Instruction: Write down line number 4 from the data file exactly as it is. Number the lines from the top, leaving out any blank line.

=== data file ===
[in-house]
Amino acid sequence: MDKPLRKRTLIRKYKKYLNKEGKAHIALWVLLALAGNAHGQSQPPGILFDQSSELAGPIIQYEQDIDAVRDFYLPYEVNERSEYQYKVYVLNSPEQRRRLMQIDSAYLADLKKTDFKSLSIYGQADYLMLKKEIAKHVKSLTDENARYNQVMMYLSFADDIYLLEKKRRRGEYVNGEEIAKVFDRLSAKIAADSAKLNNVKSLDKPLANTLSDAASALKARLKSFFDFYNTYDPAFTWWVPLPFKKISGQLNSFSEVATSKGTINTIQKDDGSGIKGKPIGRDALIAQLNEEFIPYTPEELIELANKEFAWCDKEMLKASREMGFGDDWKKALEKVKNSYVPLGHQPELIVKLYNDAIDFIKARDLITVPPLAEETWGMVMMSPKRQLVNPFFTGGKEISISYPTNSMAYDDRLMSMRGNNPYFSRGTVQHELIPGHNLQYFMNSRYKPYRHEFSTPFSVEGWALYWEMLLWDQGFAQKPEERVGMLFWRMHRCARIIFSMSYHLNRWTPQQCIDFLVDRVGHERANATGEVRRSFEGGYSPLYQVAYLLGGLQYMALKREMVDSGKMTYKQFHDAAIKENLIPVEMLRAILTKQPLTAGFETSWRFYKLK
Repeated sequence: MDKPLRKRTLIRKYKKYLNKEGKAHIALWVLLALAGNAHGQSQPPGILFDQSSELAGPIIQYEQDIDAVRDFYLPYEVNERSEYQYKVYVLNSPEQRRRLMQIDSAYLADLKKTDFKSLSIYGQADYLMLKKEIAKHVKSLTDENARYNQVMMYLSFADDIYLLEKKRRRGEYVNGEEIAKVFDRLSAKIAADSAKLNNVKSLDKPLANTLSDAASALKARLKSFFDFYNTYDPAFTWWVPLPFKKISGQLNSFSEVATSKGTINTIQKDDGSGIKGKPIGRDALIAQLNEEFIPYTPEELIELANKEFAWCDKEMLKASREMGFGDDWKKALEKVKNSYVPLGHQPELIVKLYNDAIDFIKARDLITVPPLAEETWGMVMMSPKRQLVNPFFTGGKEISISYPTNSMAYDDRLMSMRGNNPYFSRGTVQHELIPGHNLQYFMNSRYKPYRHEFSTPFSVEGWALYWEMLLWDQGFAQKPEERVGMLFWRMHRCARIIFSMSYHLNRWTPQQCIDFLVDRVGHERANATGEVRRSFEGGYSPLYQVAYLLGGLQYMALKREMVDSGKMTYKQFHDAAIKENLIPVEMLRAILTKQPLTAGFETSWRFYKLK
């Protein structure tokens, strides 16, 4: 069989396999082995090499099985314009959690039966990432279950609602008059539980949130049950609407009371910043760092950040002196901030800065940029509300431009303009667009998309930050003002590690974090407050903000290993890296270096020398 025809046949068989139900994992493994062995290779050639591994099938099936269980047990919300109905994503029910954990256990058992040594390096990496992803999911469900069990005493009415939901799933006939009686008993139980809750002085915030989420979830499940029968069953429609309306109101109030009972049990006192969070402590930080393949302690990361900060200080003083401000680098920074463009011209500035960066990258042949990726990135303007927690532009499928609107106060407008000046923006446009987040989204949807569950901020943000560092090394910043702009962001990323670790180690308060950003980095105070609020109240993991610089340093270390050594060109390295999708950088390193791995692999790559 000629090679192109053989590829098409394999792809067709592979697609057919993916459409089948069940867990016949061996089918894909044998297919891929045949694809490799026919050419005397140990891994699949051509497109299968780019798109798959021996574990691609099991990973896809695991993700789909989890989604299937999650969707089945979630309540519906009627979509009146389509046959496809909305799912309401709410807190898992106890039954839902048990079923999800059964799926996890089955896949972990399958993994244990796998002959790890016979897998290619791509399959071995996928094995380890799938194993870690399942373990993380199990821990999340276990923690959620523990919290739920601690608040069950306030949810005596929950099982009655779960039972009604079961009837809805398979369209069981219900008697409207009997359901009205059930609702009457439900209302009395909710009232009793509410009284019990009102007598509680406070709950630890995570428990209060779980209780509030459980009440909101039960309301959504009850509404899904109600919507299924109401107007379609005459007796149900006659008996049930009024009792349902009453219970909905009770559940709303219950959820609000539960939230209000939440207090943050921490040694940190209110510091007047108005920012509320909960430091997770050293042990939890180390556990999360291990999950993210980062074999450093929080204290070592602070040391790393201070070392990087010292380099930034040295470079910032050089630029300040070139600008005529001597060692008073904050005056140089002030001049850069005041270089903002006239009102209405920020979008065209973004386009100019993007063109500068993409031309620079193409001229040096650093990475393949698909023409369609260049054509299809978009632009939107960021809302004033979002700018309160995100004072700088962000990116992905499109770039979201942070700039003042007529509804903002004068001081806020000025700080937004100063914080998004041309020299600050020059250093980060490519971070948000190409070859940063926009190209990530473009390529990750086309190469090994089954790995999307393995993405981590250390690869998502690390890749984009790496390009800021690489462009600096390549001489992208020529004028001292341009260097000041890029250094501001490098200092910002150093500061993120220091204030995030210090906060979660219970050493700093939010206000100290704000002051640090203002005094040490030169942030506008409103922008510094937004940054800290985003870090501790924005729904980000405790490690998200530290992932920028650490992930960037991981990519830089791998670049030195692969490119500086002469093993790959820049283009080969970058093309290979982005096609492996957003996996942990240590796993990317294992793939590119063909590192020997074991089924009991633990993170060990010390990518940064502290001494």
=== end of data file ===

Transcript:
């Protein structure tokens, strides 16, 4: 069989396999082995090499099985314009959690039966990432279950609602008059539980949130049950609407009371910043760092950040002196901030800065940029509300431009303009667009998309930050003002590690974090407050903000290993890296270096020398 025809046949068989139900994992493994062995290779050639591994099938099936269980047990919300109905994503029910954990256990058992040594390096990496992803999911469900069990005493009415939901799933006939009686008993139980809750002085915030989420979830499940029968069953429609309306109101109030009972049990006192969070402590930080393949302690990361900060200080003083401000680098920074463009011209500035960066990258042949990726990135303007927690532009499928609107106060407008000046923006446009987040989204949807569950901020943000560092090394910043702009962001990323670790180690308060950003980095105070609020109240993991610089340093270390050594060109390295999708950088390193791995692999790559 000629090679192109053989590829098409394999792809067709592979697609057919993916459409089948069940867990016949061996089918894909044998297919891929045949694809490799026919050419005397140990891994699949051509497109299968780019798109798959021996574990691609099991990973896809695991993700789909989890989604299937999650969707089945979630309540519906009627979509009146389509046959496809909305799912309401709410807190898992106890039954839902048990079923999800059964799926996890089955896949972990399958993994244990796998002959790890016979897998290619791509399959071995996928094995380890799938194993870690399942373990993380199990821990999340276990923690959620523990919290739920601690608040069950306030949810005596929950099982009655779960039972009604079961009837809805398979369209069981219900008697409207009997359901009205059930609702009457439900209302009395909710009232009793509410009284019990009102007598509680406070709950630890995570428990209060779980209780509030459980009440909101039960309301959504009850509404899904109600919507299924109401107007379609005459007796149900006659008996049930009024009792349902009453219970909905009770559940709303219950959820609000539960939230209000939440207090943050921490040694940190209110510091007047108005920012509320909960430091997770050293042990939890180390556990999360291990999950993210980062074999450093929080204290070592602070040391790393201070070392990087010292380099930034040295470079910032050089630029300040070139600008005529001597060692008073904050005056140089002030001049850069005041270089903002006239009102209405920020979008065209973004386009100019993007063109500068993409031309620079193409001229040096650093990475393949698909023409369609260049054509299809978009632009939107960021809302004033979002700018309160995100004072700088962000990116992905499109770039979201942070700039003042007529509804903002004068001081806020000025700080937004100063914080998004041309020299600050020059250093980060490519971070948000190409070859940063926009190209990530473009390529990750086309190469090994089954790995999307393995993405981590250390690869998502690390890749984009790496390009800021690489462009600096390549001489992208020529004028001292341009260097000041890029250094501001490098200092910002150093500061993120220091204030995030210090906060979660219970050493700093939010206000100290704000002051640090203002005094040490030169942030506008409103922008510094937004940054800290985003870090501790924005729904980000405790490690998200530290992932920028650490992930960037991981990519830089791998670049030195692969490119500086002469093993790959820049283009080969970058093309290979982005096609492996957003996996942990240590796993990317294992793939590119063909590192020997074991089924009991633990993170060990010390990518940064502290001494």